I refused to join the consensus. So did Mr George Galloway. He was denounced by the Daily Mail for his "twisted logic", though, to its credit, this did not prevent the paper from carrying an article by Sir Max Hastings - now an even more scatterfiring journalist than Roy Hattersley - in which he came down on the same side as Mr Galloway, myself and a few others, even if in a somewhat more emollient fashion.
Then, slowly, things began to change. It was like one of those occasional programmes on television about glaciers melting on account of global warming, in one of the rare slots when the service is not showing people doing up houses or moving to foreign parts. Conventionally, such nature programmes end with an almighty crash and icebergs floating all over the place. We have not reached that stage yet in politics. But a change there has certainly been.
It began with Mr Charles Kennedy suggesting at Prime Minister's Questions that Iraq might just conceivably have had something to do with the bombs. If there were a parliamentary prize for being tentative, Mr Kennedy would walk off with it tomorrow. Though I like him personally and admire him, up to a point, politically, it is extraordinary that he has now been a member for 22 years. He still behaves as if he is looking for where precisely the lavatories - or, if you prefer, the bars - are to be found.
In all this we should of course remember that one of Mr Kennedy's objects is to avoid the unpatriotic paint with which the Conservatives and, even more enthusiastically, Labour are now keen to spatter him. At the same time he does not want to lose the attractions involved in being radical, which paid dividends at the election, though they were not quite so handsome as might have been expected. Accordingly Mr Kennedy has a certain balance to maintain.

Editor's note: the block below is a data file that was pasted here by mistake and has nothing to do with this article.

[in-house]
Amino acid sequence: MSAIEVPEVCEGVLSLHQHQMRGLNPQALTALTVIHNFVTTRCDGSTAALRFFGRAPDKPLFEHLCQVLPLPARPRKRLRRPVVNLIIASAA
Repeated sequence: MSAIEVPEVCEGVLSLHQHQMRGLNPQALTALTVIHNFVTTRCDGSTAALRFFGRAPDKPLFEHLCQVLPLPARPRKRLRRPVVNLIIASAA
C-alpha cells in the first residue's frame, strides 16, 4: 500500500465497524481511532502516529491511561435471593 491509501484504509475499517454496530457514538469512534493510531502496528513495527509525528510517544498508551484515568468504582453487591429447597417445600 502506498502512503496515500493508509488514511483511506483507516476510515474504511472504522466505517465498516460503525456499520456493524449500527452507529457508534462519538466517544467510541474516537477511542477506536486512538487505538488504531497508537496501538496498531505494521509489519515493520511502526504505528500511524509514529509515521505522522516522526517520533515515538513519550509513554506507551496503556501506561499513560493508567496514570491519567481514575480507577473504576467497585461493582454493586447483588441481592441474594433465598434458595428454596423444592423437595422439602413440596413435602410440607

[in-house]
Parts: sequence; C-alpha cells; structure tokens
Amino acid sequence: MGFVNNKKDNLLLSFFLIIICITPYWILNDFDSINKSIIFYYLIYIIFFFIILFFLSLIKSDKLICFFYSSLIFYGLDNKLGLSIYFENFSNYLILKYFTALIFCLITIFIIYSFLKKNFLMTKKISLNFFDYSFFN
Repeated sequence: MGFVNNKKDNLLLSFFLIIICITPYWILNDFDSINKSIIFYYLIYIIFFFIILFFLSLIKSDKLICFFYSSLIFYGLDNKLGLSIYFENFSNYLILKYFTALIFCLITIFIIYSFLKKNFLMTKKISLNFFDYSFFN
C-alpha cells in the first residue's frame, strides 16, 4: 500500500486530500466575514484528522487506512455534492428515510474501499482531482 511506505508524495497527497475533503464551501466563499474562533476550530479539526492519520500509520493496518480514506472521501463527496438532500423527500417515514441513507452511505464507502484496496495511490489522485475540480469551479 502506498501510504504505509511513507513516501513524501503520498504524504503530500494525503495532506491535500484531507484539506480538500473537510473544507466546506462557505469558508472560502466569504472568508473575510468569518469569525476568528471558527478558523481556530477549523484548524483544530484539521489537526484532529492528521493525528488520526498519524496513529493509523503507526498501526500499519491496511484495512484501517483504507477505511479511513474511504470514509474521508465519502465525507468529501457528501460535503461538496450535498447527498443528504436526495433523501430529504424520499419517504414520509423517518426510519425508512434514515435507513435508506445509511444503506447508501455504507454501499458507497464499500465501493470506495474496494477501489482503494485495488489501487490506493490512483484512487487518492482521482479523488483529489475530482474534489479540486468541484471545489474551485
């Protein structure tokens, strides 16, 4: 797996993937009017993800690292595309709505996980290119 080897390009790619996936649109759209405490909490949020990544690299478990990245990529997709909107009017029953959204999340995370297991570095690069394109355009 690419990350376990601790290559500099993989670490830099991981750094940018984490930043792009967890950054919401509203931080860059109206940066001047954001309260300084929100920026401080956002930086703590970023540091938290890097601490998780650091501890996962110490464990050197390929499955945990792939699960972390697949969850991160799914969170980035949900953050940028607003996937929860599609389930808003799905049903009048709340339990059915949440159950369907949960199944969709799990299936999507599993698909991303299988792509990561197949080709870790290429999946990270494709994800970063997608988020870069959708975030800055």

Then there was the Royal Institute of International Affairs, otherwise known as Chatham House, a very different organisation from the Liberal Democrats. It was often looked upon, not least by itself, as a branch of the Foreign Office. If it is no longer regarded in quite this way, it is because the old order has changed. There are certainly more think-tanks of one kind and another about the place, specialising both in subjects and in factions with which they identify and to which they owe their existence. Even so, Mr Jack Straw had to deal with this longer established institute's conclusion that Iraq had undoubtedly been a contributory cause of the London bombings. He did this by employing one of his favourite devices, the flat denial.
Mr Tony Blair made regular use of the same brutish instrument. But last week there was a slight change. Having seen nine Prime Ministers in action, I now regard myself as a connoisseur of those little shifts of emphasis which, after a few months, can result in an entirely different policy, brought about while nobody has noticed what is happening. The greatest exponent was Harold Wilson, but he is closely followed by the present incumbent.
"I read occasionally," Mr Blair declared at his press conference, "I am supposed to have said it's nothing to do with Iraq. I haven't said that." Well, he could have fooled me. He went on: "What I do say is this: of course people are going to use Iraq and Afghanistan to try and recruit people. I think most people understand that the roots of this go far deeper."